By Lukas Köhl


2014-09-15 18:16:30 8 Comments

I want a picture to move to the bottom. If I press a button the pic should move down by 1.

I added the picture and a button:

var corX = 0
var corY = 0

var runter: UIButton = UIButton.buttonWithType(UIButtonType.System) as UIButton

var image = UIImage(named: "panzerBlau.jpg");
var panzer = UIImageView(frame: CGRectMake(corX, corY, 30, 40));  //

override func viewDidLoad() {
    super.viewDidLoad()

    panzer.image = image;    //
    self.view.addSubview(panzer);    //

    runter.frame = CGRectMake(100, 30, 10 , 10)
    runter.backgroundColor = UIColor.redColor()
    view.addSubview(runter)
    runter.addTarget(self, action: "fahren", forControlEvents:UIControlEvents.TouchUpInside)
}

At least I said in function "fahren" to move the picture down by 1.

func fahren(){
    corY += 1
    panzer.frame = CGRectMake(corX, corY, 30, 40) //
    self.view.addSubview(panzer);
}

So my problem is: I get several errors with these corX and corY thing. Without them it works perfectly but than its like a single-use button. The errors are: ViewController.Type does not have a member named corX and ViewController.Type does not have a member names panzer Where I get the errors I made // to show in which lines.

PS: I use Xcode Beta5

Here's the complete code without anything else:

import UIKit

class ViewController: UIViewController {

    var corX = 0
    var corY = 0
    var runter: UIButton = UIButton.buttonWithType(UIButtonType.System) as UIButton
    var image = UIImage(named: "panzerBlau.jpg");
    var panzer = UIImageView(frame: CGRectMake(corX, corY, 30, 40));

    override func viewDidLoad() {
        super.viewDidLoad()
            panzer.image = image;
            self.view.addSubview(panzer);

        runter.frame = CGRectMake(100, 30, 10 , 10)
        runter.backgroundColor = UIColor.redColor()
        view.addSubview(runter)
        runter.addTarget(self, action: "fahren", forControlEvents:UIControlEvents.TouchUpInside)
    }

    func fahren(){
        corY += 100
        panzer.frame = CGRectMake(corX, corY, 30, 40)
        self.view.addSubview(panzer);
    }
}

4 comments

@CrazyPro007 2018-05-19 16:53:05

//
//  ViewController.swift
//
//  Created by Shivank Agarwal on 19/05/18.
//  Copyright © 2018 Shivank Agarwal. All rights reserved.
//

import UIKit

class ViewController: UIViewController {

    var corX = 0
    var corY = 0
    var runter: UIButton = UIButton()
    var image = UIImage(named: "panzerBlau.jpg")
    var panzer = UIImageView()

    override func viewDidLoad() {
        super.viewDidLoad()
        panzer.image = image;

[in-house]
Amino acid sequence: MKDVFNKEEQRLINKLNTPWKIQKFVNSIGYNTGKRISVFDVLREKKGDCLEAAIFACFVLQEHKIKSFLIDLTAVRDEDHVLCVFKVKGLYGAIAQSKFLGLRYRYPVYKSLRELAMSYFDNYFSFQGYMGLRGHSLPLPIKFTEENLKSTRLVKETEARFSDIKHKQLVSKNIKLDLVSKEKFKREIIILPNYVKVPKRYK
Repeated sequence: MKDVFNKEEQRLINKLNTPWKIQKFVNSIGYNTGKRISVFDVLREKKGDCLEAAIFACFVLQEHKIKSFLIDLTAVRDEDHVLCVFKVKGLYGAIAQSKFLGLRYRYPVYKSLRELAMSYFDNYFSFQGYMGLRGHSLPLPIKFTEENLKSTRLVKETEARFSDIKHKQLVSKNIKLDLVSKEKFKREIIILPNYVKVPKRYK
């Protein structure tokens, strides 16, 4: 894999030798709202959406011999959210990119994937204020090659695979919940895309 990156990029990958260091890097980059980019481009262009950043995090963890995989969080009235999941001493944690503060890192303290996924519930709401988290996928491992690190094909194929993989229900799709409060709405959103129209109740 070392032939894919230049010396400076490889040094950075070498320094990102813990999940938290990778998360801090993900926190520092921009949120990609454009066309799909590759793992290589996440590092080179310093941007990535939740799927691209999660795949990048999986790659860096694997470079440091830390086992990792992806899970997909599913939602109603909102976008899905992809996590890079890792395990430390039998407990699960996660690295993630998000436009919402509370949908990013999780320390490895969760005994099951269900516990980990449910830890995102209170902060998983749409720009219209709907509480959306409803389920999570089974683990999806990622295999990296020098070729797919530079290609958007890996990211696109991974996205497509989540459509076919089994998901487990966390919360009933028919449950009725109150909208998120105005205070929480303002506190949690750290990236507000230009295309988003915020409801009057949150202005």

self.view.addSubview(panzer);
        panzer.frame = CGRect(x: CGFloat(corX), y: CGFloat(corY), width: 30, height: 40)
        runter.backgroundColor = UIColor.red
        view.addSubview(runter)
        view.addSubview(panzer)
        runter.addTarget(self, action: Selector(("fahren")), for:UIControlEvents.touchUpInside)
    }

    private func fahren(){
        corY += 100
    }

    private func updatePanzerFrame(){
        panzer.frame = CGRect(x: CGFloat(corX), y: CGFloat(corY), width: 30, height: 40)
    }
}

Note: Do not add panzer imageView every time when user tap only add it on viewDidLoad()

Xcode sample

@pkamb 2017-02-09 08:12:54

Your dependent property needs to be:

  1. lazy
  2. Have an explicit : Type
  3. Use self. to access other properties

Example:

let original = "foo"

// Good:
lazy var depend: String = self.original

// Error:
     var noLazy: String = self.original // Error: Value of type '(NSObject) -> () -> URLData' has no member 'original'
lazy var noType         = self.original // Error: Value of type '(NSObject) -> () -> URLData' has no member 'original'
lazy var noSelf: String = original      // Error: Instance member 'original' cannot be used on type 'YourClass'

@Honey 2017-05-03 16:09:40

I'm addressing the title of the question:

Both lazy and computed properties help you deal with when the initial value for a property is not known until after the object is initialized. But there are some differences. I've highlighted the differences with bold.

If you simply need to initialize a variable after some other variable(s) is initialized then you should use lazy ie if the point is to simply add a delay (so all required properties get initialized before) then using lazy is the right way to go for it.